Monday, 23 October 2017

Foreign Secretary Boris Johnson calls on Kim Jong Un to negotiate over nuclear ambitions



The Foreign Secretary has called on North Korea's leader Kim Jong Un to negotiate over his nuclear ambitions but warned the rogue state a pre-emptive strike remains a possibility.
 
Boris Johnson said he backed a series of "commitments" made by South Korea and the US secretary of state's efforts to talk, making it clear the UK did not seek to bring about regime change.


He told the Chatham House conference in London: "These are the commitments that we hope will encourage Kim Jong Un to halt his nuclear development programme, to come to the negotiating table and thereby to take the only path that can guarantee the security of the region as a whole."


The Trump administration's top diplomat, Rex Tillerson, has been attempting to negotiate with Pyongyang to stop it carrying out tests of long-range missiles and nuclear devices.


Mr Johnson said "no one... in the UK or even around the world wants any kind of military solution" to North Korea's nuclear threat.


However, he said Mr Kim "and the world" should understand that in the face of a "regime led by a man who not only threatens to reduce New York to ashes, but who stands of the verge of acquiring the power to make good on his threat", the US President would "have an absolute duty to keep safe not only the American people but all those who have sheltered under the American nuclear umbrella".


In a later question and answer session, Mr Johnson responded to a question from Sky News' Alistair Bunkall on whether he could foresee any circumstances in which the UK would support a pre-emptive strike by the US by saying: "It must remain on the table.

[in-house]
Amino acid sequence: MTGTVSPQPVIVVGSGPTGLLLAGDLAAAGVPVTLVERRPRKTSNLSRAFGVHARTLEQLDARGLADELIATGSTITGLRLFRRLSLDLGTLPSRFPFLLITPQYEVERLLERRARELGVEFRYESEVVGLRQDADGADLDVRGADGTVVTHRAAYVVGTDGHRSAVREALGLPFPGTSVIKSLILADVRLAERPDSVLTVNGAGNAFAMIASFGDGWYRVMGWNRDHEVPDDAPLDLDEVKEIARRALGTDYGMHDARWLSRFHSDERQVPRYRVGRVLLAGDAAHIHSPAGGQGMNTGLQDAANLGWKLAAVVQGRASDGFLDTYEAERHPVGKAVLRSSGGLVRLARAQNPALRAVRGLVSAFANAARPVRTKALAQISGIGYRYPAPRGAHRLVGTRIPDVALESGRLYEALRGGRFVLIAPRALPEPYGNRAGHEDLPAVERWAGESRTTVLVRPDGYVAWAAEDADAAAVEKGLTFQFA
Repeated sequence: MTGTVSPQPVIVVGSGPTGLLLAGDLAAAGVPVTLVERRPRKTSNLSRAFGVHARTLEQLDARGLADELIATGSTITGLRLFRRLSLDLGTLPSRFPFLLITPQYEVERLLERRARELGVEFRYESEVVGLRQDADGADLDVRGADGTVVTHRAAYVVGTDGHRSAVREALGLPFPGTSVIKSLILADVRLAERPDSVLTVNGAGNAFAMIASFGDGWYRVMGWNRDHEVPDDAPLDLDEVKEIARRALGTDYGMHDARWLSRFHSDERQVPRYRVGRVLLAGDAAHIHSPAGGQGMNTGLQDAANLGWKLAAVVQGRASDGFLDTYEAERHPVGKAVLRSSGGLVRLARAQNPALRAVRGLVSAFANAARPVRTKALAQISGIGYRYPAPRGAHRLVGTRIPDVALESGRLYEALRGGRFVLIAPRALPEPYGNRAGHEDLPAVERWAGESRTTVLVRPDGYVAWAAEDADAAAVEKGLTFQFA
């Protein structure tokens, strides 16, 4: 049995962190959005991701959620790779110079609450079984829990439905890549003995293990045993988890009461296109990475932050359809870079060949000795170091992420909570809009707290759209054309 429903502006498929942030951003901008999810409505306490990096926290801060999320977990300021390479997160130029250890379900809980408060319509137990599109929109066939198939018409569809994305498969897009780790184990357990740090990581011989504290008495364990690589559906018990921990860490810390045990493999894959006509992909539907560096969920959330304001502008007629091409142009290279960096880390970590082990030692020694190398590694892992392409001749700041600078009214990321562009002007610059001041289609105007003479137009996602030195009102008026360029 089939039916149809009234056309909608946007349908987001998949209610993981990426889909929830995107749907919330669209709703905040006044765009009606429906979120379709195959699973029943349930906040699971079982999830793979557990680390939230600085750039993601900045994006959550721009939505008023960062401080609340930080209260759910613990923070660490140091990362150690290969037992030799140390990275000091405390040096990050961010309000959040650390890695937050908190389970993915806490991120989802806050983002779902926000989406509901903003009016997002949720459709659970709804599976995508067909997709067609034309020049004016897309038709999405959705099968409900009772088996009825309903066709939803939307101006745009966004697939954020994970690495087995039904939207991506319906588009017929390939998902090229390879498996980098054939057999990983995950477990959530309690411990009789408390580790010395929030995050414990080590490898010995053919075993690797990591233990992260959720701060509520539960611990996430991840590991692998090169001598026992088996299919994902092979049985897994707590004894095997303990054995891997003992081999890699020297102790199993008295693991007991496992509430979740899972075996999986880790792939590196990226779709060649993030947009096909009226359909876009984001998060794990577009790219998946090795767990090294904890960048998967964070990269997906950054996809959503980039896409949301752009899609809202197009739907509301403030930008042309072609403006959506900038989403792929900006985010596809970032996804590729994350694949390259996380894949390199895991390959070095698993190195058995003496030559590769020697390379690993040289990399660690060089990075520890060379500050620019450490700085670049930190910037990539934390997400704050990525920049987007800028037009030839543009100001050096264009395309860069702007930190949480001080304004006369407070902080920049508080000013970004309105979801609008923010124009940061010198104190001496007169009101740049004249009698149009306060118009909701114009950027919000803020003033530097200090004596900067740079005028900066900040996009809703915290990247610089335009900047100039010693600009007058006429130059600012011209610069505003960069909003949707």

"There is a spectrum of things that could be done. It is the duty of any President of the United States, given the threat that his or her country could face, to at least explore those military options."


He went on to add: "In short, Pyongyang faces the same dilemma as Tehran. By continuing to develop nuclear weapons Kim risks provoking a reaction in the region that is at once defensive and competitive, that reduces not increases his security (and) the survival chances of his regime...
"Until he understands that, I feel we have no choice but to step up the pressure on Pyongyang."


Mr Johnson said, amid the "urgent" need for China to "address" the problem of North Korea, there is "unprecedented discussion between China and the US on how to handle this crisis", a closeness he said boded well for the future.


"Whatever we think of the regime and its behaviour, the ruling elite in North Korea is in the end composed of human beings. We must find ways of getting through to them but at the same time, not just toughening the sanctions regime, enforcing those in place.


"It won't be easy, but the costs of failure could be catastrophic."


In stating why, he underlined why he felt the UK's nuclear arsenal remained necessary, harking back to Britain's role in negotiating the Nuclear Non-Proliferation Treaty (NPT) in the late 1960s.


"To wield a nuclear deterrent as this country does, is neither easy nor cheap... We are one of the handful specifically recognised by the NPT to possess such dreadful weapons... and by holding that stockpile, we play our part in deterring the ambitions of rogue states."




SKY      News.